We employ the Arm 2 in the Fig. 2a to generate coherent reference light beams. The *y*-polarization light beam incidents onto a neutral density filter (NDF), linear polarizer (LP), and a quarter-wave plate (QWP). The axis of the LP is set to be \(\pi /4\) with respect to the *x* axis, while the fast axis of the QWP is set to be parallel or perpendicular to the polarization direction of the beam transmitted from LP. Thus, two \(\pi /4\) linearly polarized beams with a \(\pi /2\) phase difference can be generated, respectively. The reference beams are then expanded by a BE\(_{2}\) to produce the collimated beams of virtually uniform intensity distribution. Two reference beams are interfered with the synthesized partially coherent beam, respectively, by a polarization beam splitter (PBS). The thin lens L\(_{3}\), positioned after the RG, is used to create a 4*f* imaging system for imaging the synthesized partially coherent source into the CCD_{1} and CCD_{2}. The distances between the RG and L\(_{3}\), as well as between L\(_{3}\) and CCD\(_{1(2)}\), are both 2*f*, where \(f=250\) mm is the focal distance of L\(_{3}\). We then record the instantaneous intensities for the *x* and *y* field components. The CCD\(_{1}\) and CCD\(_{2}\) are controlled by a direct-digital-synthesis (DDS) signal generator, used to simultaneously capture the intensities of the *x* and *y* components of the composite random field. With the principle of the generalized Hanbury Brown and Twiss experiment, the real and imaginary parts of the coherence matrix can be obtained by [54]

where the prime and double-prime denote the real and imaginary parts, respectively, \(I^{\text {C1}}_\alpha (\textbf{r})\) and \(I^{\text {C2}}_\alpha (\textbf{r})\) denote the \(\alpha\) component intensities for the fields composed by the partially coherent beam and two reference beams, respectively, \(I_\alpha (\textbf{r})\) is the \(\alpha\) component intensity for the partially coherent field, while \(I^{\text {R1}}_\alpha (\textbf{r})\) and \(I^{\text {R2}}_\alpha (\textbf{r})\) are the \(\alpha\) component intensities for the first and the second reference beams. The angle brackets in Eqs. (17) and (18) denote the ensemble average. We note that in the experiment, the ensemble average can be replaced with the spatial average over a single field realization if the partially coherent light beam is synthesized by a Fourier or a fractional Fourier transform system [28, 59, 60], i.e., the response function \(H(\textbf{r}, \textbf{v})\) obeys Fourier or fractional Fourier transform form. The details for the generalized Hanbury Brown and Twiss experiment are shown in Supplementary material 1. After the complex coherence matrix is measured, the coherence Stokes vector can be obtained by using Eq. (9).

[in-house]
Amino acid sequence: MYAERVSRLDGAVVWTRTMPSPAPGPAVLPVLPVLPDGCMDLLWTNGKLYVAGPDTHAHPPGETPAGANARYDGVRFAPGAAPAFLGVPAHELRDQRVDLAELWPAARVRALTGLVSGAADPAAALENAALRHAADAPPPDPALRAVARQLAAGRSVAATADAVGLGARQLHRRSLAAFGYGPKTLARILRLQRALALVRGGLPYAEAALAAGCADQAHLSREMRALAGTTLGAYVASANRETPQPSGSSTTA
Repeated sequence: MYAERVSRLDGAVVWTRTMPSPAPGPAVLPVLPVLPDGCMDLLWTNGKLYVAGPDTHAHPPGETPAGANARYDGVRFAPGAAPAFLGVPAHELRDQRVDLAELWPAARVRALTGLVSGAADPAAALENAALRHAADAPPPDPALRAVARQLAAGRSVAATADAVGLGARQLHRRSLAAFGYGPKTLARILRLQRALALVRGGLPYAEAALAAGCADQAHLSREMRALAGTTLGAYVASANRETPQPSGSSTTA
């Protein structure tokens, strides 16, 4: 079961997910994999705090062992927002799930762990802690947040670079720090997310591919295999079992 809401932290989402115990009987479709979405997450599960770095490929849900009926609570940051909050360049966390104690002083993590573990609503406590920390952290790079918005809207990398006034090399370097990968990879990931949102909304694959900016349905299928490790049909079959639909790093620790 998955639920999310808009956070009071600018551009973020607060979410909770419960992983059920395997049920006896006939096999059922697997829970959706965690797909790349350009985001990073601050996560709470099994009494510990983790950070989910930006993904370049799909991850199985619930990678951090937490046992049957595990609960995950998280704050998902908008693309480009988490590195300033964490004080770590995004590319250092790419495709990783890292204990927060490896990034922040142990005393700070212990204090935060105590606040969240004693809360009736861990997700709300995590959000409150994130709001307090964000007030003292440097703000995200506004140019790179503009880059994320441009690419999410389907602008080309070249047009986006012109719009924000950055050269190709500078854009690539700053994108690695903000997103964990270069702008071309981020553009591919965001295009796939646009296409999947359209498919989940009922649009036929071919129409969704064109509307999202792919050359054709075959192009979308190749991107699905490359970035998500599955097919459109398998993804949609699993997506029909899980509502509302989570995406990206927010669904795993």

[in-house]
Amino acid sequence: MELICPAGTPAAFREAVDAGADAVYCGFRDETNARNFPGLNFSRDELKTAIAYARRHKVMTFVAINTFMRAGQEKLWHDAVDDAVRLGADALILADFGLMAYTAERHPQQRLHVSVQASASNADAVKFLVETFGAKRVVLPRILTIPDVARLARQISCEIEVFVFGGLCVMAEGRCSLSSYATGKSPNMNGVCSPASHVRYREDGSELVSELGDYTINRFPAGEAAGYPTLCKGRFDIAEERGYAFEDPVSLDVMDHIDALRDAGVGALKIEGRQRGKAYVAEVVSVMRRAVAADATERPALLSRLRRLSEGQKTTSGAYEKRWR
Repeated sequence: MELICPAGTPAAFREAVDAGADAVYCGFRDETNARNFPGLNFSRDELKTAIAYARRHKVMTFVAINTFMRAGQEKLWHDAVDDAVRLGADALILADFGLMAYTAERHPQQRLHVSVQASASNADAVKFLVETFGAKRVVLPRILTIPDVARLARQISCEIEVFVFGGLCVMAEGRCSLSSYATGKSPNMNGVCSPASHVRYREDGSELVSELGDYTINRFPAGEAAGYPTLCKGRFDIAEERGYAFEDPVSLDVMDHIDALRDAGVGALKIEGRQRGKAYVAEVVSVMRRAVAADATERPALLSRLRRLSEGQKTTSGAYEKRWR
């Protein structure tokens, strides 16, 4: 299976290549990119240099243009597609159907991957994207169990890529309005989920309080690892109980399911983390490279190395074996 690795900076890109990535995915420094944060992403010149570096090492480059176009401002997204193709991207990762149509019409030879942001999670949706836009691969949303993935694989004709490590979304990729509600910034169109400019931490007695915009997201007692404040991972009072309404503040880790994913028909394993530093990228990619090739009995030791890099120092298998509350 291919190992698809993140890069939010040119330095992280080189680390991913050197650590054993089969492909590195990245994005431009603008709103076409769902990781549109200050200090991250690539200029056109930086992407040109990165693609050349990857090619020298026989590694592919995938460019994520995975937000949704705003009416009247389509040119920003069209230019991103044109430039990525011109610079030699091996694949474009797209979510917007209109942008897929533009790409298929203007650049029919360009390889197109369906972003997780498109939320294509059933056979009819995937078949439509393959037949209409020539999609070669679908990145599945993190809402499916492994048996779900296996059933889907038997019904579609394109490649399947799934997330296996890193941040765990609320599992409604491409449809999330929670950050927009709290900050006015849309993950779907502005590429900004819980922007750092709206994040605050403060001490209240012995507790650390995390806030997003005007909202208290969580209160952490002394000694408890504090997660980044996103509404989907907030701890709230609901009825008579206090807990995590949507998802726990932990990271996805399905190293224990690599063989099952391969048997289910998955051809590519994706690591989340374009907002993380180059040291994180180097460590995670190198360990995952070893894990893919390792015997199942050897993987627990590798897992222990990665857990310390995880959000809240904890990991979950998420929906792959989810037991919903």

Figure 2d and e show the measured instantaneous intensities in the case when the target images “123” are encoded in the partially coherent beam, while Fig. 2f shows the three elements of the coherence Stokes vector by the spatial average over these instantaneous intensities. The corresponding simulation results for the coherence Stokes vector are shown in Fig. 2g. It is found that the measured coherence Stokes vector is consistent well with the simulation. We will show in the next section that by the inverse transform of the measured coherence Stokes vector, the encoded three-channel images can be well reconstructed.

## Results and discussion

### Three-channel optical images encoding

According to the relation in Eq. (10), once the elements of the coherence Stokes vector \(S_j(\textbf{r}_1, \textbf{r}_2)\) are determined, all the information (including the shapes and positions) on the encoded three-channel target images can be recovered by using the inverse transform system whose response function is \(H^{-1}(\textbf{r}, \textbf{v})\). We first study three-channel optical images encoding with a Fourier transform system. Therefore, by evaluating an inverse Fourier transform of the measured coherence Stokes vector, the three-channel optical images \(S_1(\textbf{v})\), \(S_2(\textbf{v})\), and \(S_3(\textbf{v})\) can be reconstructed. In Fig. 3b–d, we show the recovered three-channel images “123” by the inverse Fourier transform of the measured coherence Stokes vector shown in Fig. 2f. The original target images are shown in Fig. 3a. The enlarged images are shown in Fig. 3e–g. We find that, indeed, both the shape and the position of the target images are well recovered from the measured coherence Stokes vector. To verify the flexibility of our method, we change the three-channel target images to the capital letters “ABC” [see in Fig. 3h] and to the “circle, square, and triangle” shapes [see in Fig. 3l], respectively. The experimentally reconstructed images are shown in Fig. 3i–k and m–o. The corresponding simulation results are shown in each inset of the figures. The experimental and simulation results verify that the three-dimensional coherence Stokes vector, indeed, can be viewed as an effective information carrier for realizing three-channel optical encoding.